October 25, 2021
Daytime running lamps (DRL) are not intended to help drivers see the road better; they help other drivers see you better. While not a substitute for headlights or fog lights, vehicles have been equipped with DRLs since the 1990s. Learn more about their origin and regulations.
Daytime running lamps (DRL) are automotive lighting devices on the front of motor vehicles that automatically switch on when the engine is running. They are also called daytime running lights.
Not to be confused with headlights, the purpose of the DRL is not to help drivers see the road or their surroundings better. The DRL’s intended purpose is to help other road users see your vehicle better.
Because DRLs are not designed to illuminate the road, they are often made with LED lights instead of halogen headlight bulbs. LED DRLs are long-lasting, energy-efficient, and give off a bright white light.
During the day, most drivers turn their headlights off. A DRL enhances road safety by helping drivers see other vehicles quickly.
DRLs are also not fog lamps. When driving, fog lights cut through fog without causing glare. Typically, vehicles have two sets of fog lights. One is in the front of the vehicle, acting as headlights. The other is located on the rear as a tail light. DRLs are not meant to substitute headlights.
DRLs were first mandated in Sweden in 1977. Other Scandinavian countries and Canada soon followed suit. They became more popular in Northern countries where there is less ambient daylight during Winter months. Vehicle manufacturers Saab and Volvo were the first to implement DRLs.
In 1990, American automaker General Motors (GM) petitioned the U.S. National Highway Traffic Safety Administration (NHTSA) to allow U.S. vehicles to be equipped with DRLs, similar to Canada. After several years of mixed reaction from the public and industry, the same types of DRLs allowed in Canada were permitted but not required effective with the 1995 model year. Since then, automakers in the U.S. market (including Chevrolet, Toyota, Ford, and Audi) began equipping most of their vehicles with some form of DRLs.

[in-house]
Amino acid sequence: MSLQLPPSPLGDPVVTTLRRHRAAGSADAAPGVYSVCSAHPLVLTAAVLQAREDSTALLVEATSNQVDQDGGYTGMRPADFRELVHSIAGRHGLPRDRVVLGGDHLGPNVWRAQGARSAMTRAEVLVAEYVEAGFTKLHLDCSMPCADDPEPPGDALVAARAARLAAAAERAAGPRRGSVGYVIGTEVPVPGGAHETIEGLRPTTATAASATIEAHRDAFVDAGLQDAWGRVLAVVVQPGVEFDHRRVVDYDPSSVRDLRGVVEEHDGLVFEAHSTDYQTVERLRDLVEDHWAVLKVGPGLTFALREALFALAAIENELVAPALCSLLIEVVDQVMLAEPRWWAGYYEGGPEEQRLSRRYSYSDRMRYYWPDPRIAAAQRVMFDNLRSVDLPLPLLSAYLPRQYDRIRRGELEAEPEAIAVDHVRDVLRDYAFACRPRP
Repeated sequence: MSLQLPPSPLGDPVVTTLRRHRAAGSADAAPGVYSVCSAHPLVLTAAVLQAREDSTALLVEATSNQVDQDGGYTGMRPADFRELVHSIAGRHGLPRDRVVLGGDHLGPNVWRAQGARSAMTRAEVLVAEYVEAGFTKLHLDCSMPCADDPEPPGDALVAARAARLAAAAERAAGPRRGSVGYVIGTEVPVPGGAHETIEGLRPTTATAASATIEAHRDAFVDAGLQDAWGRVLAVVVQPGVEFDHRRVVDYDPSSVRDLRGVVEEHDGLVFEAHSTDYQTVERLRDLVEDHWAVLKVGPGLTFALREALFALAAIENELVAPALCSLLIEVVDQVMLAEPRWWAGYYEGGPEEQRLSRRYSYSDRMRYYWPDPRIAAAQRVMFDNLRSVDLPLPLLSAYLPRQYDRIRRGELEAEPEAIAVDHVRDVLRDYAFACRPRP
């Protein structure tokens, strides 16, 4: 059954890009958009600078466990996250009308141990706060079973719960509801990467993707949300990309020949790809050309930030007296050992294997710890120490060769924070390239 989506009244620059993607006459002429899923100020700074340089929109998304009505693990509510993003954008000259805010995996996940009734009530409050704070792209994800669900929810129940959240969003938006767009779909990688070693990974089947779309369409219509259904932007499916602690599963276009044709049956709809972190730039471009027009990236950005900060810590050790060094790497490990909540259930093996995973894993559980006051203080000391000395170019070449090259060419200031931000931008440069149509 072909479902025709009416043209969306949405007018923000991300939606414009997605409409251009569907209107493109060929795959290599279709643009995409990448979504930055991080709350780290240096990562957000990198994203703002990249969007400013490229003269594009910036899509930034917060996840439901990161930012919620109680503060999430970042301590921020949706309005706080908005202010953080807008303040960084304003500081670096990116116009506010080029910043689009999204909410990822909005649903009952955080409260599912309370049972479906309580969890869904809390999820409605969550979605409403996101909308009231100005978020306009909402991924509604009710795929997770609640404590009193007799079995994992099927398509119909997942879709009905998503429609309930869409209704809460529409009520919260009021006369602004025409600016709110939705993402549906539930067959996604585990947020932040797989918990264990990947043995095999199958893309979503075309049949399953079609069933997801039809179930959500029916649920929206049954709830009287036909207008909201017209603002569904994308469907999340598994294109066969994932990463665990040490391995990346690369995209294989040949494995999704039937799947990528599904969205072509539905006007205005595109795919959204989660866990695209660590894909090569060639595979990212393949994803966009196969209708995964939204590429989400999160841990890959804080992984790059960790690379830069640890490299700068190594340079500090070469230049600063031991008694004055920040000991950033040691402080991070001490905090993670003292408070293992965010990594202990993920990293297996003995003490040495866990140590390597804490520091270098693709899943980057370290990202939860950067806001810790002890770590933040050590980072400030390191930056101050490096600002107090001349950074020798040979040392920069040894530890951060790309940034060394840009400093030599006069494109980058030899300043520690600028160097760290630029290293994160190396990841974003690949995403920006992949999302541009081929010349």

For example, Lexus has installed high-beam or turn signal-based DRLs on several of their models. Honda began including DRLs on their U.S. models in the form of reduced-intensity high beam headlights.
DRLs are mandated in Canada. According to Canada Motor Vehicle Safety Standard 108, all new vehicles made or imported after January 1, 1990 must have DRL. The standard permits the use of reduced-voltage high beam headlamps, as well as any lightbulb color from white, amber, and some yellows.
There are no mandates for DRLs in the U.S. While they are legal to use, they are not required. In 2001, General Motors petitioned to have the NHTSA mandate the use of DRLs on all U.S. vehicles. However, the petition was denied in 2009, with the NHTSA citing that GM’s evidentiary studies and data contained flaws.
While several U.S. states require headlights to be switched on when using windshield wipers, DRLs are not considered headlights in most vehicle codes. Thus, they will not meet this requirement.
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